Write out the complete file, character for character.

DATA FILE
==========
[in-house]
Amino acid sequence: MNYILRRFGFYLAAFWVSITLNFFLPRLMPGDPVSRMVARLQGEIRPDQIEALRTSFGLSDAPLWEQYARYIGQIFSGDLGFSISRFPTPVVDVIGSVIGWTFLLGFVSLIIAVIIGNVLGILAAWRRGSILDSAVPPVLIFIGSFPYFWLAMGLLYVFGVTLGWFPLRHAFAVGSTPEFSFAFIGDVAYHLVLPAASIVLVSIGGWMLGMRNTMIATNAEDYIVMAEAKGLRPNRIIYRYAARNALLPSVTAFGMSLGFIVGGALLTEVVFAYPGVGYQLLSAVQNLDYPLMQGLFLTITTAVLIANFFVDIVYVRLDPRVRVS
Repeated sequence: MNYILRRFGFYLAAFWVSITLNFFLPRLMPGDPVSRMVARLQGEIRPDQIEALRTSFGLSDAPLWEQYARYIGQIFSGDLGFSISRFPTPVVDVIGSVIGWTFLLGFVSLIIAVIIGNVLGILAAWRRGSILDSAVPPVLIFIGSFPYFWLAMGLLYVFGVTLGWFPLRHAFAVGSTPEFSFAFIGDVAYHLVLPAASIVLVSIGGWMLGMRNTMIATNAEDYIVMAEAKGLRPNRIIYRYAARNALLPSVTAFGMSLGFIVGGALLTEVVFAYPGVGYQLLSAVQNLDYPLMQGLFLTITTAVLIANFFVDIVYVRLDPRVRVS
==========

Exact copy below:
[in-house]
Amino acid sequence: MNYILRRFGFYLAAFWVSITLNFFLPRLMPGDPVSRMVARLQGEIRPDQIEALRTSFGLSDAPLWEQYARYIGQIFSGDLGFSISRFPTPVVDVIGSVIGWTFLLGFVSLIIAVIIGNVLGILAAWRRGSILDSAVPPVLIFIGSFPYFWLAMGLLYVFGVTLGWFPLRHAFAVGSTPEFSFAFIGDVAYHLVLPAASIVLVSIGGWMLGMRNTMIATNAEDYIVMAEAKGLRPNRIIYRYAARNALLPSVTAFGMSLGFIVGGALLTEVVFAYPGVGYQLLSAVQNLDYPLMQGLFLTITTAVLIANFFVDIVYVRLDPRVRVS
Repeated sequence: MNYILRRFGFYLAAFWVSITLNFFLPRLMPGDPVSRMVARLQGEIRPDQIEALRTSFGLSDAPLWEQYARYIGQIFSGDLGFSISRFPTPVVDVIGSVIGWTFLLGFVSLIIAVIIGNVLGILAAWRRGSILDSAVPPVLIFIGSFPYFWLAMGLLYVFGVTLGWFPLRHAFAVGSTPEFSFAFIGDVAYHLVLPAASIVLVSIGGWMLGMRNTMIATNAEDYIVMAEAKGLRPNRIIYRYAARNALLPSVTAFGMSLGFIVGGALLTEVVFAYPGVGYQLLSAVQNLDYPLMQGLFLTITTAVLIANFFVDIVYVRLDPRVRVS